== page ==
An article from Campus Technology discusses a research project to understand student textbook preferences that is being conducted by Charles Ginn, a field service assistant professor from the University of Cincinnati, and Stephen Acker, research director of OhioLINK’s eText Project. The project recently gave 2,000 students, which were enrolled in 14 sections of an introductory psychology course, the opportunity to purchase either a new print textbook or a cheaper e-textbook. The students involved in the study included those of traditional age (18 to 24) and non-traditional age as well as students taking the course in the classroom and online. The results showed that 22 percent of the students purchased the e-textbook and 41 percent of those students said that they preferred the e-textbook to a traditional textbook. Traditional aged college students were also 1.73 times more likely to purchase the e-textbook than students that were 24 years or older.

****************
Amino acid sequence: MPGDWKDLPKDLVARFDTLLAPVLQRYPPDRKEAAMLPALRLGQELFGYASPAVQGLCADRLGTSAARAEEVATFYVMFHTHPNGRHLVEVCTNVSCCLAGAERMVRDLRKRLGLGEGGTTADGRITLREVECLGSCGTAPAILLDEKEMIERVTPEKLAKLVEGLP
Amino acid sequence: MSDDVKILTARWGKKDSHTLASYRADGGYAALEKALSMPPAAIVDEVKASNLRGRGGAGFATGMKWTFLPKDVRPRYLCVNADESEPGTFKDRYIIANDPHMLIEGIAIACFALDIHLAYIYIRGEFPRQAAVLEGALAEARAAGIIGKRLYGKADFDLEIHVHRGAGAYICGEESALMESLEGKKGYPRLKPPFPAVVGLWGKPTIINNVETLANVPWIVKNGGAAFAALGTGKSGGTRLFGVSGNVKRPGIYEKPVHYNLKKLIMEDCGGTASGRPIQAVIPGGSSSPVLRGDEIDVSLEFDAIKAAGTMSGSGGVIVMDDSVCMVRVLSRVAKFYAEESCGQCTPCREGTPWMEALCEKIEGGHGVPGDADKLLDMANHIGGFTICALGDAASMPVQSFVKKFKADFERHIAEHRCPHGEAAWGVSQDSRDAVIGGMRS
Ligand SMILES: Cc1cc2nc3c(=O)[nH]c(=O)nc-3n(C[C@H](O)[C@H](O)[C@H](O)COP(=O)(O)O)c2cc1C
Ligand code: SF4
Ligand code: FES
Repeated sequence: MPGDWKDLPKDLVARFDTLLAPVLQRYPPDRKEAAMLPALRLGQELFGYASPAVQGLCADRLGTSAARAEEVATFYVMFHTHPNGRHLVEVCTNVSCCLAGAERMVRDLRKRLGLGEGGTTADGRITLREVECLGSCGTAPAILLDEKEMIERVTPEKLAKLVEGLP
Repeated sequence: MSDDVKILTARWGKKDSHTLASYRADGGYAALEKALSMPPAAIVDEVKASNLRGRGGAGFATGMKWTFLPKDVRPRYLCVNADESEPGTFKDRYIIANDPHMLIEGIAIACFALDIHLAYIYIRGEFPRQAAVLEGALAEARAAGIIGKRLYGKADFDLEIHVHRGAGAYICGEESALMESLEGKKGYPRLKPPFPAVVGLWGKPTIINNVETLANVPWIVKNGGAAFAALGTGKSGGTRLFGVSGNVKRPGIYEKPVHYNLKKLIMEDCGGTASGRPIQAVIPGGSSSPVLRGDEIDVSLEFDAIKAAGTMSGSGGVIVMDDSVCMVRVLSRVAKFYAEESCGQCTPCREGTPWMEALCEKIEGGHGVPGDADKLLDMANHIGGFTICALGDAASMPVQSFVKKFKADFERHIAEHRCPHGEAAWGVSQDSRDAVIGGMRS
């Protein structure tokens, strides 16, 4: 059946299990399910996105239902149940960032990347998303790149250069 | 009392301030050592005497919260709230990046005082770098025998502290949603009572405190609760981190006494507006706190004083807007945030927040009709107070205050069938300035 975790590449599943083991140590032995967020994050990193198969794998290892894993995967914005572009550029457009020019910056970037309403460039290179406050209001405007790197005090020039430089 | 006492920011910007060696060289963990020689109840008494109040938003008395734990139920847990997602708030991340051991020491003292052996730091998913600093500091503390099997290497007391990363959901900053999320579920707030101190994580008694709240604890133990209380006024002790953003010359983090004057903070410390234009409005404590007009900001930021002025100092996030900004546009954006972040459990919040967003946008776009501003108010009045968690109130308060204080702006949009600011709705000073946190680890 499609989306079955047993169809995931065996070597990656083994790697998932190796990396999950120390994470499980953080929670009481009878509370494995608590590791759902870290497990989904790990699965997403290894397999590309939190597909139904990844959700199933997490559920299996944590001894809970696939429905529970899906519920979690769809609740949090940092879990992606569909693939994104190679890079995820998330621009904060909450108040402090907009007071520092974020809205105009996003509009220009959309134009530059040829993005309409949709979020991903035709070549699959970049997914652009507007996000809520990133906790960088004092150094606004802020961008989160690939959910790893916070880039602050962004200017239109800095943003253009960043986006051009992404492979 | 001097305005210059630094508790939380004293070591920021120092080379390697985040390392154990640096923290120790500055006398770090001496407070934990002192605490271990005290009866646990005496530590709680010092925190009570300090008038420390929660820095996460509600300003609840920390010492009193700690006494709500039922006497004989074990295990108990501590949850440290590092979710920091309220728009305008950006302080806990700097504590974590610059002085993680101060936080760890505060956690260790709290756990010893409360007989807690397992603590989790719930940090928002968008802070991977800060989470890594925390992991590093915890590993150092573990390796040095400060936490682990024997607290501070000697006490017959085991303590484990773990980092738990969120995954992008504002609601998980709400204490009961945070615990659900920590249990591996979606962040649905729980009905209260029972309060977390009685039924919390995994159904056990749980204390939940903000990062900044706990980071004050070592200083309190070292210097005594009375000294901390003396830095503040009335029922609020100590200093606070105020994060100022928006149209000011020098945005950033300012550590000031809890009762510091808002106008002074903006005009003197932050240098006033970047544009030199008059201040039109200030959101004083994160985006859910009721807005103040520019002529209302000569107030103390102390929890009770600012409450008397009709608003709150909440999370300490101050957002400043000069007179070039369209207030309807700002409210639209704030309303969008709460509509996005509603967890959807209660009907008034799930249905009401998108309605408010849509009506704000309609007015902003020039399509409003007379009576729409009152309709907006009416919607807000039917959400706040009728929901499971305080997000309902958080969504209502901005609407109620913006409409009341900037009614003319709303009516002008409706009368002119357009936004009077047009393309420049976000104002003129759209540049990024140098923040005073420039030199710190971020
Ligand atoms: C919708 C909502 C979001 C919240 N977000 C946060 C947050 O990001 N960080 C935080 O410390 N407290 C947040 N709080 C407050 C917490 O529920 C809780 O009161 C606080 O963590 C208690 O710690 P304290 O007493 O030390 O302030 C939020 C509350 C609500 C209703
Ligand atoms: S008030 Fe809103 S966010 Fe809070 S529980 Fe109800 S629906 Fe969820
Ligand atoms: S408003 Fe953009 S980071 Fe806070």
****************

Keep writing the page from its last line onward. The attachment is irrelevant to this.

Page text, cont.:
According to Charles Ginn, the goal of the project is to work with publishers and college stores to provide students with the option to choose between textbooks and e-textbooks. The initiative conducted for the introductory psychology course will be used as a model for other courses.
Welcome to The CITE -- a blog on Course materials, Innovation, and Technology in Education, created by Mark Nelson and now part of the Publications Department of the National Association of College Stores. CITE is a pun with multiple meanings - referring to cite as in citation, something people reference; site as in location, website, or place people go to; and sight as in foresight or looking ahead to what is coming. Comments, discussion, feedback and ideas are welcome.